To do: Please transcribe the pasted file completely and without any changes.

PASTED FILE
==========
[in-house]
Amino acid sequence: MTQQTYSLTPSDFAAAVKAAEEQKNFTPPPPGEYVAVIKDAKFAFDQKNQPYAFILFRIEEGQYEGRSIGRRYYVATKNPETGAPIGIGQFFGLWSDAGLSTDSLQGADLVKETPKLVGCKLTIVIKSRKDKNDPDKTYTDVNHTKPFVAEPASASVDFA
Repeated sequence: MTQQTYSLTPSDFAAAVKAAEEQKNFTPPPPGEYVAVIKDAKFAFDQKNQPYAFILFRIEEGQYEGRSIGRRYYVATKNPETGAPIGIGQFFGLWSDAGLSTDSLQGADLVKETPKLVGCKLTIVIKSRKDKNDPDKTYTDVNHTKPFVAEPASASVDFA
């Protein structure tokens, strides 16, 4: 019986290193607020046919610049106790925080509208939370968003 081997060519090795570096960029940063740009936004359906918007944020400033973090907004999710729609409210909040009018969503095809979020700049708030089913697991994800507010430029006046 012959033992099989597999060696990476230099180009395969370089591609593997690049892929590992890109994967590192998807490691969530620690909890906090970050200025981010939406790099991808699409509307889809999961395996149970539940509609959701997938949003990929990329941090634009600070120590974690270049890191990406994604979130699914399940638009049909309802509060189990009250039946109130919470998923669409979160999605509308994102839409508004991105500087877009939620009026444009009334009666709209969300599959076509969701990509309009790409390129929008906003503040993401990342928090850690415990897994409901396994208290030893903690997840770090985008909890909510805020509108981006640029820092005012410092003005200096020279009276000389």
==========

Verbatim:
[in-house]
Amino acid sequence: MTQQTYSLTPSDFAAAVKAAEEQKNFTPPPPGEYVAVIKDAKFAFDQKNQPYAFILFRIEEGQYEGRSIGRRYYVATKNPETGAPIGIGQFFGLWSDAGLSTDSLQGADLVKETPKLVGCKLTIVIKSRKDKNDPDKTYTDVNHTKPFVAEPASASVDFA
Repeated sequence: MTQQTYSLTPSDFAAAVKAAEEQKNFTPPPPGEYVAVIKDAKFAFDQKNQPYAFILFRIEEGQYEGRSIGRRYYVATKNPETGAPIGIGQFFGLWSDAGLSTDSLQGADLVKETPKLVGCKLTIVIKSRKDKNDPDKTYTDVNHTKPFVAEPASASVDFA
């Protein structure tokens, strides 16, 4: 019986290193607020046919610049106790925080509208939370968003 081997060519090795570096960029940063740009936004359906918007944020400033973090907004999710729609409210909040009018969503095809979020700049708030089913697991994800507010430029006046 012959033992099989597999060696990476230099180009395969370089591609593997690049892929590992890109994967590192998807490691969530620690909890906090970050200025981010939406790099991808699409509307889809999961395996149970539940509609959701997938949003990929990329941090634009600070120590974690270049890191990406994604979130699914399940638009049909309802509060189990009250039946109130919470998923669409979160999605509308994102839409508004991105500087877009939620009026444009009334009666709209969300599959076509969701990509309009790409390129929008906003503040993401990342928090850690415990897994409901396994208290030893903690997840770090985008909890909510805020509108981006640029820092005012410092003005200096020279009276000389």